Time Keeps on Slippin’

Yikes! Okay, so I’ve often had the tendency to make a nice long to do list, then realize that I’ve bitten off more than I can chew. Now I am working on stuff people actually care about, so coming upon the realization that I’ve done so once again is doubly distressing. Before I get to that mess though, let’s talk about the good stuff.

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Myn, with my hand for size comparison purposes (and also holding purposes)

Myn showed up in the mail the other day, sent as you know by Aimee (website). I love the way it came out, but I suspect that there will be a few changes if and when this prototype turns into a full-fledged product. For one, the eyes (which are super neat) probably wouldn’t be mass producible. That actually might be the only change, now that I look at it. I’d sent some emails to a small manufacturer here in the US, and after some good back and forth initially they sort of went silent. I’ll keep poking at them, but if anyone has any contacts in the plush manufacturing world, I’m all ears.

Then there’s this…

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Generally speaking, Lain looking at you like that is the last thing you’ll ever see.

Yes, there’s another gorgeous figurine on the way, courtesy of Lindsey Hein (website). It is early in the process, but it already looks ridiculously good. I’m as eager as you are to see this thing finished and painted.

Right, so that’s the pretty stuff out of the way, let’s dig into the ugly stuff. One of the best parts of being an indie author is that there aren’t any deadlines unless you set them yourself. One of the worst parts about being an indie author is that you slowly realize why published authors tend to have things like deadlines. I’ve drawn a few lines in the sand for myself, and they are rapidly approaching. The first has to do with The Other Eight. This story has been finished for a while, but it wasn’t quite right. I scheduled some time with an editor and used it as a motivator to get the work done. I’m confident I’ll pull that off, but if I don’t it just means that the book will have one or two fewer scenes than I’d intended. That usually happens anyway.

The next deadline is this year’s NaNoWriMo. I wrote The Other Eight last year, mostly by the seat of my pants. Because of this, it came out extremely rough. Since I’ve got some secret plans for this NaNoWriMo project, I need to pump it out in a form that is much more complete at the end of the month. That means I need to do some character planning and plot brainstorming in advance. (This is allowed by the rules of NaNoWriMo, by the way. As long as you don’t write any of the actual text of the novel before the start of November, pre-production is a-okay.) Thus, if you go to the Next Project Survey you’ll find that the NaNoWriMo question has been removed. (You can still vote on the next Book of Deacon book, however.)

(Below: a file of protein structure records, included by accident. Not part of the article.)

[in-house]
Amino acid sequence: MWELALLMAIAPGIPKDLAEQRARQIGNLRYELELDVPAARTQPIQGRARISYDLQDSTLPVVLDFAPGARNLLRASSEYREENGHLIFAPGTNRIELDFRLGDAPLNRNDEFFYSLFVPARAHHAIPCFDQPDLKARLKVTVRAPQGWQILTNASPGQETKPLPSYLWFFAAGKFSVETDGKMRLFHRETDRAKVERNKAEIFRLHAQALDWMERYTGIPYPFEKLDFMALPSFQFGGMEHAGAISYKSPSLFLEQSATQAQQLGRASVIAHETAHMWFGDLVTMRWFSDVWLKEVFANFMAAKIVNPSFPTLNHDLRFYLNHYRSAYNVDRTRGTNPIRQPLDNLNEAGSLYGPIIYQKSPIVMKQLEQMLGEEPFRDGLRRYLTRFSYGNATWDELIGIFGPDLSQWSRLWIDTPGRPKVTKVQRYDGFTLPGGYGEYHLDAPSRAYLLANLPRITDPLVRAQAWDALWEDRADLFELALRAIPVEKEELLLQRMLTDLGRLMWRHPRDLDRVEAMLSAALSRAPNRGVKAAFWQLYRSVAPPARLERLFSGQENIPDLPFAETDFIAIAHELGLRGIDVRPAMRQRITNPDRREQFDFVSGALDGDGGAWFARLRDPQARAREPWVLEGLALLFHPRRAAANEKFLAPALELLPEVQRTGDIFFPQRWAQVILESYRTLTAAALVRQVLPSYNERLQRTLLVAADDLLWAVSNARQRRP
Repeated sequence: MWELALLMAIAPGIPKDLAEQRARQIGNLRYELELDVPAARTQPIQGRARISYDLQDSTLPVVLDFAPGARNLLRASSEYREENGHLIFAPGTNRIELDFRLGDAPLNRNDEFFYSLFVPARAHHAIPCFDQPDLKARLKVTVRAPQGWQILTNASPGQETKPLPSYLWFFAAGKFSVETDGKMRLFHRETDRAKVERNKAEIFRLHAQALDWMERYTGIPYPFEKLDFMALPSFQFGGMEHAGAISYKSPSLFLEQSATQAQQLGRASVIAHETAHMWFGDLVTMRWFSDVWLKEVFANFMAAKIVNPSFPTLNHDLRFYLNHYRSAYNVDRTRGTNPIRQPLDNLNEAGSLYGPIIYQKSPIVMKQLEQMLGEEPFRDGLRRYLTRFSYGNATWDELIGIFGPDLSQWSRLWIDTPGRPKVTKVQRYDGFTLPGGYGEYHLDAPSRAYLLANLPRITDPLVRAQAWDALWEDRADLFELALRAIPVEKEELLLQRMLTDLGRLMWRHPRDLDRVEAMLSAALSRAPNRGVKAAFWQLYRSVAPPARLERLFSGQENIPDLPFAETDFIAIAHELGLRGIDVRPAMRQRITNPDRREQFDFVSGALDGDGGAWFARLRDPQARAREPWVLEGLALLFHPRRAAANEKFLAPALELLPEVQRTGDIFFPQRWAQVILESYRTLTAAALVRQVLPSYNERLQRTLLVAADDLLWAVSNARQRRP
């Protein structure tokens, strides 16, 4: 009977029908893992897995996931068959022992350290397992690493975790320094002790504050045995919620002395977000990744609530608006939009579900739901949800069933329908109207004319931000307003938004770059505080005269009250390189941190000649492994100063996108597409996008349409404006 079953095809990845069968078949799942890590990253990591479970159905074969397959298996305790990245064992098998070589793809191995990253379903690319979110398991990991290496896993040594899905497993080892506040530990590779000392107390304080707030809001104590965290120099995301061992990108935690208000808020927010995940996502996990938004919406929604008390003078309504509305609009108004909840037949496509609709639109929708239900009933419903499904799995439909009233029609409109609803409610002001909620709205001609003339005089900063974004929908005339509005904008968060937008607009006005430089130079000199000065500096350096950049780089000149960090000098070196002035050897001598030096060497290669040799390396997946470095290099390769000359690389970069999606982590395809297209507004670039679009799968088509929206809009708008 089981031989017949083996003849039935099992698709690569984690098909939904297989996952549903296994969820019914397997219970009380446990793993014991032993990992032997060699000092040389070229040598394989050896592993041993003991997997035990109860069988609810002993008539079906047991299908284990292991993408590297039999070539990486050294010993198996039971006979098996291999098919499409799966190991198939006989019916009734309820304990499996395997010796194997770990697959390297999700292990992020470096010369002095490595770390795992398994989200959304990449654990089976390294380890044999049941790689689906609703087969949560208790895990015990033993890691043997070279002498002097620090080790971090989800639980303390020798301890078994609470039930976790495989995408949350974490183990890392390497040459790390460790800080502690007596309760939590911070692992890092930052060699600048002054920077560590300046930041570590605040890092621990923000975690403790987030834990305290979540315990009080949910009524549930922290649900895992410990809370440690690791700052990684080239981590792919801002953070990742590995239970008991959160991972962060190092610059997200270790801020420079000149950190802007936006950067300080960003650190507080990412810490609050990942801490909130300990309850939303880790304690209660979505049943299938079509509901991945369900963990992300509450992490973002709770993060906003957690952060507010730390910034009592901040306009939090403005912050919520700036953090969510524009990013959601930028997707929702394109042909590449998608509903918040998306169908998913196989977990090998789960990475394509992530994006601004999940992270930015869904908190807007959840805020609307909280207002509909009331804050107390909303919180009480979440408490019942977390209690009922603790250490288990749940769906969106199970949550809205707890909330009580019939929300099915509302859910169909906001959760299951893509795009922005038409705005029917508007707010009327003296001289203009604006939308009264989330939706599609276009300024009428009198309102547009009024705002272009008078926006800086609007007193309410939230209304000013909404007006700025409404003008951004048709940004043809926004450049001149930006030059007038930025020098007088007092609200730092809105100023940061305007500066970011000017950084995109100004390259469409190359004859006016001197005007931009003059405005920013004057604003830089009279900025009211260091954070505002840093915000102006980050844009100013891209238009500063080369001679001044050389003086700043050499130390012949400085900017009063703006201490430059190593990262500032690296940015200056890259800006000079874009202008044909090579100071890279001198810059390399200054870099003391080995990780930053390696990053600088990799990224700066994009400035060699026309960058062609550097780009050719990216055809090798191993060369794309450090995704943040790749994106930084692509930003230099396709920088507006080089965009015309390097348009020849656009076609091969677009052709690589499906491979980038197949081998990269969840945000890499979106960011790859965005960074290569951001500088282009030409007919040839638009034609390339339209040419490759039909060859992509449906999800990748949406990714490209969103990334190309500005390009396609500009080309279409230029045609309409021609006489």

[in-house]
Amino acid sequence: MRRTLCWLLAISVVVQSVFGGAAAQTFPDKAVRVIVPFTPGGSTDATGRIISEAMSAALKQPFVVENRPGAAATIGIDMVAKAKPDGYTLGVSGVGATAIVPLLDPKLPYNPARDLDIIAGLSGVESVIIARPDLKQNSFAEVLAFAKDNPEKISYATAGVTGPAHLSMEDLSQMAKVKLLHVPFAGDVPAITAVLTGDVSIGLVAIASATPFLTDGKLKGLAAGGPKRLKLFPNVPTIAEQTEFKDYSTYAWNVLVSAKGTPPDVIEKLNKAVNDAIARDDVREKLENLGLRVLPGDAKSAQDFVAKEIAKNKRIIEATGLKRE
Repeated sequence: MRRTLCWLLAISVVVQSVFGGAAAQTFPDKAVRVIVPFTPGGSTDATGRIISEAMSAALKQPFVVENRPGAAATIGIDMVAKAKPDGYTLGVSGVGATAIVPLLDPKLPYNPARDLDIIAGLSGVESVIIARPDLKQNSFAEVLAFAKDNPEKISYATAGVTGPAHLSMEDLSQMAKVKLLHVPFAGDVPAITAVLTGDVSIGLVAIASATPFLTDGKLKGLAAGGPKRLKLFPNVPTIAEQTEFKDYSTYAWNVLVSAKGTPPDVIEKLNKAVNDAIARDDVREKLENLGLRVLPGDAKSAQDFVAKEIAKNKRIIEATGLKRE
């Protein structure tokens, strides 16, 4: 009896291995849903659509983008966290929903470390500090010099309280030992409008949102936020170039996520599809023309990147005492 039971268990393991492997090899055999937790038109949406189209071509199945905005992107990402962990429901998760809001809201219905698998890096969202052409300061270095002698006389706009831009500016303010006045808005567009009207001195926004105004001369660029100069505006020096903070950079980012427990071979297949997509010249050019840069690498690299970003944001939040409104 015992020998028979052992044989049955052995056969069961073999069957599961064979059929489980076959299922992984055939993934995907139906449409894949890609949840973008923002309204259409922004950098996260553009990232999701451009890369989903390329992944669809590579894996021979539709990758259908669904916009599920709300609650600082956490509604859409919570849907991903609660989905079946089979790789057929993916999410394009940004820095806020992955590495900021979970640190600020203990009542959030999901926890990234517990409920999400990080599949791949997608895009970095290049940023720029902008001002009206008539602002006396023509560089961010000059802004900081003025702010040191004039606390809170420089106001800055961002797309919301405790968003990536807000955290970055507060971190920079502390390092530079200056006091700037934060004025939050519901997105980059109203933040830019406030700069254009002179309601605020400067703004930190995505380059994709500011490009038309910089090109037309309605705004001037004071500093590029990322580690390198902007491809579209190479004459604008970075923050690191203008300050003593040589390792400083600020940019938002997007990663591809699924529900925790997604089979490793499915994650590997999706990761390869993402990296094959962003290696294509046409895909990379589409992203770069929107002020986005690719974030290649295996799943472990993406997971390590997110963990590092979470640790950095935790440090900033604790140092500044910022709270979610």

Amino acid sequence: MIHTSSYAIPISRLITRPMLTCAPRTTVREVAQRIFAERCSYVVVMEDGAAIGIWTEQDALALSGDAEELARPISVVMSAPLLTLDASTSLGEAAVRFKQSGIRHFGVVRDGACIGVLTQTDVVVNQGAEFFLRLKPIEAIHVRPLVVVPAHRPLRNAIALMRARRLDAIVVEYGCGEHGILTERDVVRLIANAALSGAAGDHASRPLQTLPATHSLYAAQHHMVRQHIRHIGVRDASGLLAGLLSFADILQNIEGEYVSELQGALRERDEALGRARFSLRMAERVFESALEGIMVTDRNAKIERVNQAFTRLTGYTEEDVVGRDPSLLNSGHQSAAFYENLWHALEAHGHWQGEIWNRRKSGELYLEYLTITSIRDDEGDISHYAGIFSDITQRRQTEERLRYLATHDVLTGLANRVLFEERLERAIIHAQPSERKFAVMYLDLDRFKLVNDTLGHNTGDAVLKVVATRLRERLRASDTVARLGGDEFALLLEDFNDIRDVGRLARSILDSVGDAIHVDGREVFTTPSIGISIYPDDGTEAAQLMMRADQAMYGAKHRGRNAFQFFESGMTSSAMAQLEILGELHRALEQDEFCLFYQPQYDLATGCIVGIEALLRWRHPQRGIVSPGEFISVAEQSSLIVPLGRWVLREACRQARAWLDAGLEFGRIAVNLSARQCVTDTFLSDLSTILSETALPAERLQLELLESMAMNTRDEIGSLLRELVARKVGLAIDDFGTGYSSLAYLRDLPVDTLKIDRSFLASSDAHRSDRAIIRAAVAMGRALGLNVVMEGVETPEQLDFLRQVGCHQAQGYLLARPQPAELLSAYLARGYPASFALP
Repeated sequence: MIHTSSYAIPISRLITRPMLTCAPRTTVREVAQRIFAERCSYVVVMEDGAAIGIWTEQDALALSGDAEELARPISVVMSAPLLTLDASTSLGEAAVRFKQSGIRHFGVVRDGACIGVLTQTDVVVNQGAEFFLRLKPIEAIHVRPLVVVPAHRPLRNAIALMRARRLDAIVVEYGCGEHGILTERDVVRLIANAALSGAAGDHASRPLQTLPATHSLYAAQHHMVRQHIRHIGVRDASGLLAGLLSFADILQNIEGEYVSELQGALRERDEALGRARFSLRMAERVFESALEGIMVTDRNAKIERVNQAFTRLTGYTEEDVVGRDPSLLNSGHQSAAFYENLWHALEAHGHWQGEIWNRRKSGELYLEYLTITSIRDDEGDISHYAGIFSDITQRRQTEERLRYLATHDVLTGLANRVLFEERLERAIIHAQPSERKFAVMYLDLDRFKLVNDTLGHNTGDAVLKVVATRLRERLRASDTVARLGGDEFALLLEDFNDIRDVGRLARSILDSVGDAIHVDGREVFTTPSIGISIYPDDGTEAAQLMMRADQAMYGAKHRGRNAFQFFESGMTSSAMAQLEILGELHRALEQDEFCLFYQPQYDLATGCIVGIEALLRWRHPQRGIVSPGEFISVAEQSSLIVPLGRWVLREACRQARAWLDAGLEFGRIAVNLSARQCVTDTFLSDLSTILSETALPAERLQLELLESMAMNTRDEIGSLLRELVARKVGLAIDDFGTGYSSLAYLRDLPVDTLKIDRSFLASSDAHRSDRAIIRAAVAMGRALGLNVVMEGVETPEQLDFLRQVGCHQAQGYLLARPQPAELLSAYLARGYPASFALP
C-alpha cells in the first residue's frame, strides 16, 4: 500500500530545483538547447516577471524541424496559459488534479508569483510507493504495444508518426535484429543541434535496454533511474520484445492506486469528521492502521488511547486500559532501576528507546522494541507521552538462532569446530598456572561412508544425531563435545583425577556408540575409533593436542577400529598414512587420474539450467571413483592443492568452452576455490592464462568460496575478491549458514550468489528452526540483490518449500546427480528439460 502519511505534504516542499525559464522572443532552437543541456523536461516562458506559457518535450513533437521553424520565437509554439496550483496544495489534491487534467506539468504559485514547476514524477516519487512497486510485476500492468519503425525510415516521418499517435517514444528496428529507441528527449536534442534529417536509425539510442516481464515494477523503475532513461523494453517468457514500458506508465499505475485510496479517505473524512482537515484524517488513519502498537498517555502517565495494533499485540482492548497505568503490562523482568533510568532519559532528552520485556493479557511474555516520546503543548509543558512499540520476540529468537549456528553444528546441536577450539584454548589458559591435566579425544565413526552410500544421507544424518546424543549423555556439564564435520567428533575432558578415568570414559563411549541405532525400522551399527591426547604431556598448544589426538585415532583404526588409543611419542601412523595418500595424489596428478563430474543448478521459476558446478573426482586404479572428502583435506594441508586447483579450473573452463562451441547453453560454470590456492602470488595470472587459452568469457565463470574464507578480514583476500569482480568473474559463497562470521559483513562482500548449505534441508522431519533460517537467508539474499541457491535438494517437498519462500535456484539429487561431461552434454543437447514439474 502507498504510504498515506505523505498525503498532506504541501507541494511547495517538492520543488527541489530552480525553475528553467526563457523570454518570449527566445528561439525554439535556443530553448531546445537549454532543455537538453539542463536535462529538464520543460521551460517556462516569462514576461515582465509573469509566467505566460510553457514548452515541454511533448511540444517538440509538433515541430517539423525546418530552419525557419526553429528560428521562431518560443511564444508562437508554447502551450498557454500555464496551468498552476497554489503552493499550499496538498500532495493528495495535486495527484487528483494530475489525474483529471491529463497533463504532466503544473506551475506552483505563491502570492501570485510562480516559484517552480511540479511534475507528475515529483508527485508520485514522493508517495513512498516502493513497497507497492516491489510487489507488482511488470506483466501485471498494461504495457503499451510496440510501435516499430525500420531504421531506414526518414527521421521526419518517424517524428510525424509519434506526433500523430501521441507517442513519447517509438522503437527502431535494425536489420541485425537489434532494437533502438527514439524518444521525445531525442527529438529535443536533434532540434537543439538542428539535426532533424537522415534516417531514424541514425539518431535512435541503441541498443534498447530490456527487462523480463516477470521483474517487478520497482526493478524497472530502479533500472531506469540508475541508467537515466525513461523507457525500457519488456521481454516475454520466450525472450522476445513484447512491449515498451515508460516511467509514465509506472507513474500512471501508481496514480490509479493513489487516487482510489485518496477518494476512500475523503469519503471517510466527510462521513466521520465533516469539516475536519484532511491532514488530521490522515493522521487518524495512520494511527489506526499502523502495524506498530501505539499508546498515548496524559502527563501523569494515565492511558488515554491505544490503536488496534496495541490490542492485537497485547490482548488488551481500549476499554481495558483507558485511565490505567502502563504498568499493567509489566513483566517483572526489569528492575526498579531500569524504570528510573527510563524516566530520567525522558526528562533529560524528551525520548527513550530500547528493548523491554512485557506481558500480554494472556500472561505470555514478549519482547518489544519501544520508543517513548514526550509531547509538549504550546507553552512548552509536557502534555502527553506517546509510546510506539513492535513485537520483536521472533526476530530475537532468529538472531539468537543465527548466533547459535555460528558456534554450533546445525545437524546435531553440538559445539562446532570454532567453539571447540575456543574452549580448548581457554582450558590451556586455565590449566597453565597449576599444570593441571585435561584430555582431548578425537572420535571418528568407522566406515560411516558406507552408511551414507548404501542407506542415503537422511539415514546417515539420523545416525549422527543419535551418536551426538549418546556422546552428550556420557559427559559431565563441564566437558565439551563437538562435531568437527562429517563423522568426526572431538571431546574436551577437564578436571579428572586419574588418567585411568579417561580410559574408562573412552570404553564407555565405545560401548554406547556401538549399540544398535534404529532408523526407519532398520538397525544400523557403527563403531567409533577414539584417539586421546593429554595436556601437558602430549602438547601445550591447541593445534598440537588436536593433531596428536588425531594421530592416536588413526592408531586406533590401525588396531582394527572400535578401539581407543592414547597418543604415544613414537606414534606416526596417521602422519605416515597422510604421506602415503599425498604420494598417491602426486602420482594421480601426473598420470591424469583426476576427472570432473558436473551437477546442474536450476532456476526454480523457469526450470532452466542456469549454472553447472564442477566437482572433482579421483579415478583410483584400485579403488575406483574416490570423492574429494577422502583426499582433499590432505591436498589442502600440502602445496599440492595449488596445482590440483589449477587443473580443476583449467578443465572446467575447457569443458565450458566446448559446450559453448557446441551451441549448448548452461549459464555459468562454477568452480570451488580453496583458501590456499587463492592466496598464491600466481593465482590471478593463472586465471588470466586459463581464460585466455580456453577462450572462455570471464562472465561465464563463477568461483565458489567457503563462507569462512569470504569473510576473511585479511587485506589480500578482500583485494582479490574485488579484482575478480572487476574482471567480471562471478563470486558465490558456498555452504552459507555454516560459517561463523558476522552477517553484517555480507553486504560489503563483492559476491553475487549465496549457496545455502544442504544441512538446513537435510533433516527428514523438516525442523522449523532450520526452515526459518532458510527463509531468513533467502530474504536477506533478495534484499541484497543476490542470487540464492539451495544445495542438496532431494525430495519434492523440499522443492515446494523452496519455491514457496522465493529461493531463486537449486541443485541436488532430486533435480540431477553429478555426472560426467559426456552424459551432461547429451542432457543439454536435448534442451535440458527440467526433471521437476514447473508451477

The final tally on the Survey had Near-Future Sci-Fi, Urban Fantasy, and Steampunk within two points of one another, but votes from other sources ended up pushing Steampunk into the lead, so it looks like I’ll be writing something with brass and leather and goggles and airships after all. For those of you who aren’t familiar with it, Steampunk is a genre where society didn’t technologically advance much past Victorian Era, Jules Verne-style mechanisms. It is also the claim to fame of Lindsay Buroker, with whom I recently shared a bundle. Her books have long been on my to-read list. I’ve now decided to save them until after I write my own Steampunk, just to be double sure I don’t accidentally “borrow” any of her ideas. I’m paranoid about writing an idea thinking I came up with it, then realizing months or years later that I was just remembering it from elsewhere. (For those interested, when you misremember the origin of a thought, it is called cryptomnesia.) Since I have a terrible tendency to refer to my books by their genre when working on them, I decided to give this one the working title “Free-wrench”. So we’ll stick with that. To satisfy the rules of NaNoWriMo I’ll have to write it to be 50,000 words or more, and entirely in the month of November. To satisfy my own evil plot, I’ll need to have the second draft done two weeks after. It’s going to be crazy.

And wedged into this whole mess is my usual nine to six job, and this weekend’s New York Comic Con. It all reminds me of a picture one of my fans gave me for my birthday.

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Which one of those guys do you think I am right now?

Thanks for reading!

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About Joseph Lallo

Despite having a job in the IT industry and a pair of degrees from a technical school, Joseph Lallo is actively attempting to prove that you can make a career out of daydreaming aggressively, then committing the results to paper.
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2 Responses to Time Keeps on Slippin’

  1. avatar Tokajimawhodidntlogin says:

    Hey, I was waiting for a new update on your blog so I could stalk and know more about you. just kidding, anyway, I was getting worried because there was a long space between this and your last post. D: . Well, anyway, good knowing you’re still alive, so keep up the good work, do your best, and sleep when you get tired, you know, so you don’t collapse from exhaustion

    • avatar Joseph Lallo says:

      Sorry about the time between updates. Trying to balance things and failing miserably. I’ll definitely take your advice about sleeping. Too much not sleeping and the brain starts to work not good, and then I can’t with the word writing.

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